If you try to create something that gives feeds and speeds starting with that information and asking the absolute MINIMUM other questions, some really cool things happen:
1.  It can be much easier for beginners.  After all, CADCAM Wizards even tell them what kind of tool to use.  They give a complete recipe.
2.  It can give a BETTER answer.  So many will give a Cut Depth and Cut Width without thinking about it much.  They use a rule of thumb, guess, or what always worked.  Yet, the vast majority of freedom to do the job more efficiently is gone once you know Cut Width and Cut Depth.  And the interaction of those two is complex–simple rules of thumb don’t give good answers.
CADCAM Wizards use powerful AI technology to figure out an optimum cut recipe…
One of my biggest disappointments is I haven’t yet succeeded in getting every G-Wizard user to even try them, let alone to use them regularly.  But those that do rave about it.

Conclusion:  Best CNC Router Speeds and Feeds Calculator?

So, is G-Wizard the Best CNC Router Speeds and Feeds Calculator?

Gee, I don’t know.  I sure haven’t seen a better one, and I’d love to hear about it if there is one.  Are there more features that might make for a better CNC Router Speeds and Feeds Calculator?  Probably.  In fact, almost certainly.  I don’t know exactly what they are yet, but I suspect one or more of you will tell me before too long.  Sing out any time, because I’m very eager to hear!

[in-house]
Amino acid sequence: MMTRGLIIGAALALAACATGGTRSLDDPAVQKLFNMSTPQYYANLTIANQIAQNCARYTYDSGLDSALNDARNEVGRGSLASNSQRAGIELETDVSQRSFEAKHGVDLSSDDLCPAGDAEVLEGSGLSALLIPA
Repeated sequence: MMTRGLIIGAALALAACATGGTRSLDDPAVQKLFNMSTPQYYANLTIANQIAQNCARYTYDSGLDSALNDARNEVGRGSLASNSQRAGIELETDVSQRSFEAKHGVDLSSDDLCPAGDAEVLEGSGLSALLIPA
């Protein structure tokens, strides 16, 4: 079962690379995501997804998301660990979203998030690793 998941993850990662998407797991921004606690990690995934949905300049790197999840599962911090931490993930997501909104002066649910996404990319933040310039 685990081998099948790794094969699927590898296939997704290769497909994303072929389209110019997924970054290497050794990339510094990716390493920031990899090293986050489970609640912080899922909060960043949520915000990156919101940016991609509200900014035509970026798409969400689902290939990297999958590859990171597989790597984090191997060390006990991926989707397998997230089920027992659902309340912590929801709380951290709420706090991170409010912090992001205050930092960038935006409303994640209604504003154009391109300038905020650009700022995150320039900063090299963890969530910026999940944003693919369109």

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Best CNC Router Speeds and Feeds Calculator
5 (100%) 3 votes

2 Comments

  • I can totally concur that G-Wizard is awesome on a CNC router. I have one, a $3K one where half the gantry, and nearly ALL the z-axis carriage and frame are made from HDPE…yes, plastic. As in milk-jug plastic! There is flex, and there is “nose dive” and a lot of other things.

    Getting GWizard turned my machine from an almost-capable wood working machine, into a fully-capable milling machine. I cut aluminum daily, and am happy to report I get no edge buildup anymore, the carbide bits last about forever, the chips that come off show no signs of excessive heat, and all because I am always able to both create and verify my “cut catalog” of verified and approved cutting parameters.

    My machine might take longer…okay, a LOT longer…to finish than one of the big-boys, but the surface quality I’m getting is essentially the same, because deflection in the bit has the same math on my machine as it does on the large ones. An 1/8″ extended-length bit won’t take much push on their machines, nor on mine.

    In the forums I frequent, I’m often asked by new users whether some F&S is “okay”. And, like Bob says, the numbers they were told by machinist friends, or online F&S calculators are way too fast. It seems the reasons are more down to that those F&S calculators don’t give **all** the information about a cut, and instead go simply from SFM, hardness, flutes and bit/stock material.

    And indeed, you can tell from their before-and-after photos showing stringy uncut pieces of wood, what we’d call “burrs” in the metal-cutting, that completely go away when the proper F&S are used.

    I could not have achieved any of the things I do on my cheap machine if it wasn’t for G-Wizard. I’ll also throw in an endorsement for the Editor portion. Being able to visually verify things like safe heights, clearances and cut depths outside the CAD/CAM software’s simulators has saved my bacon and machine more than once. Errors when going through a new toolpath that say things like “there’s no spindle-on command before movement starts”, or “No feedrate specified” yet in the file, are HUGE. You won’t get that in the CAD/CAM software, not now, not ever. These days, I verify every toolpath in the GWizard editor, because I know if there’s something bad in there, it will reveal it.

    Cheers!

  • Thom, that’s very kind of you, thanks so much!